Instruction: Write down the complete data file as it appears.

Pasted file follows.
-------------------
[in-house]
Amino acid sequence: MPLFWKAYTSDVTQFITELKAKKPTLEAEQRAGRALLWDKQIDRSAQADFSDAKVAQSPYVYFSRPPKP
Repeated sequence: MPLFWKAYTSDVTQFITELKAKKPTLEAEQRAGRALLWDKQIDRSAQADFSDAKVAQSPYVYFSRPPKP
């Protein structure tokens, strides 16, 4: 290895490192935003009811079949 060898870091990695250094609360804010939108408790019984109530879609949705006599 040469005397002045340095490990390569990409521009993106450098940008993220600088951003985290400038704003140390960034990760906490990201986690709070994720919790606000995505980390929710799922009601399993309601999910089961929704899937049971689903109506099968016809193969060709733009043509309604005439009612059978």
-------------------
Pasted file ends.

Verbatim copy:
[in-house]
Amino acid sequence: MPLFWKAYTSDVTQFITELKAKKPTLEAEQRAGRALLWDKQIDRSAQADFSDAKVAQSPYVYFSRPPKP
Repeated sequence: MPLFWKAYTSDVTQFITELKAKKPTLEAEQRAGRALLWDKQIDRSAQADFSDAKVAQSPYVYFSRPPKP
């Protein structure tokens, strides 16, 4: 290895490192935003009811079949 060898870091990695250094609360804010939108408790019984109530879609949705006599 040469005397002045340095490990390569990409521009993106450098940008993220600088951003985290400038704003140390960034990760906490990201986690709070994720919790606000995505980390929710799922009601399993309601999910089961929704899937049971689903109506099968016809193969060709733009043509309604005439009612059978």